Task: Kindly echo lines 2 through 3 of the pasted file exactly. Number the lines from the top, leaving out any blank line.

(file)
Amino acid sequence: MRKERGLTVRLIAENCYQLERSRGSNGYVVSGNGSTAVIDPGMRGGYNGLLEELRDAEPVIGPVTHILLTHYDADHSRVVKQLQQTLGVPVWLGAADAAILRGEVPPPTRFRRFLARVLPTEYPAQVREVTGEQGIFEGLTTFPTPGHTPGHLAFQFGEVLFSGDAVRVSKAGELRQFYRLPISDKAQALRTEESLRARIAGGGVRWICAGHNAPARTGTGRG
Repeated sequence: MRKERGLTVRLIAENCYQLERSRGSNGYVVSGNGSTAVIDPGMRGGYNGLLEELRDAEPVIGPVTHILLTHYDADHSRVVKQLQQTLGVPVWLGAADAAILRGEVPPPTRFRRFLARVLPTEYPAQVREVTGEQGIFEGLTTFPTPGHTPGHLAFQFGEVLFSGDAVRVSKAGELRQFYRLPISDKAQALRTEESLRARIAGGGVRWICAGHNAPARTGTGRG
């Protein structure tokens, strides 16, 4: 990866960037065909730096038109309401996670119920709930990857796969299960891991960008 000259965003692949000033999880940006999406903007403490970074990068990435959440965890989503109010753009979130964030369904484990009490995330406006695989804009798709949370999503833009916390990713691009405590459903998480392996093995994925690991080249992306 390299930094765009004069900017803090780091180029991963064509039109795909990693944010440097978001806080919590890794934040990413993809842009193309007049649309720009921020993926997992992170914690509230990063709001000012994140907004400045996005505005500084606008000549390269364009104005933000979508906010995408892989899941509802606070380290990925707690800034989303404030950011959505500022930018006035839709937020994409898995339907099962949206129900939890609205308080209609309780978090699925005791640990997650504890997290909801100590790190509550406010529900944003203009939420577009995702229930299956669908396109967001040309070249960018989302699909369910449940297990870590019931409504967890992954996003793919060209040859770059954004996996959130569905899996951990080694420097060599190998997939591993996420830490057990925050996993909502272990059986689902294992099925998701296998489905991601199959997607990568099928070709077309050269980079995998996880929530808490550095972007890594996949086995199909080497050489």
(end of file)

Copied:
Repeated sequence: MRKERGLTVRLIAENCYQLERSRGSNGYVVSGNGSTAVIDPGMRGGYNGLLEELRDAEPVIGPVTHILLTHYDADHSRVVKQLQQTLGVPVWLGAADAAILRGEVPPPTRFRRFLARVLPTEYPAQVREVTGEQGIFEGLTTFPTPGHTPGHLAFQFGEVLFSGDAVRVSKAGELRQFYRLPISDKAQALRTEESLRARIAGGGVRWICAGHNAPARTGTGRG
């Protein structure tokens, strides 16, 4: 990866960037065909730096038109309401996670119920709930990857796969299960891991960008 000259965003692949000033999880940006999406903007403490970074990068990435959440965890989503109010753009979130964030369904484990009490995330406006695989804009798709949370999503833009916390990713691009405590459903998480392996093995994925690991080249992306 390299930094765009004069900017803090780091180029991963064509039109795909990693944010440097978001806080919590890794934040990413993809842009193309007049649309720009921020993926997992992170914690509230990063709001000012994140907004400045996005505005500084606008000549390269364009104005933000979508906010995408892989899941509802606070380290990925707690800034989303404030950011959505500022930018006035839709937020994409898995339907099962949206129900939890609205308080209609309780978090699925005791640990997650504890997290909801100590790190509550406010529900944003203009939420577009995702229930299956669908396109967001040309070249960018989302699909369910449940297990870590019931409504967890992954996003793919060209040859770059954004996996959130569905899996951990080694420097060599190998997939591993996420830490057990925050996993909502272990059986689902294992099925998701296998489905991601199959997607990568099928070709077309050269980079995998996880929530808490550095972007890594996949086995199909080497050489």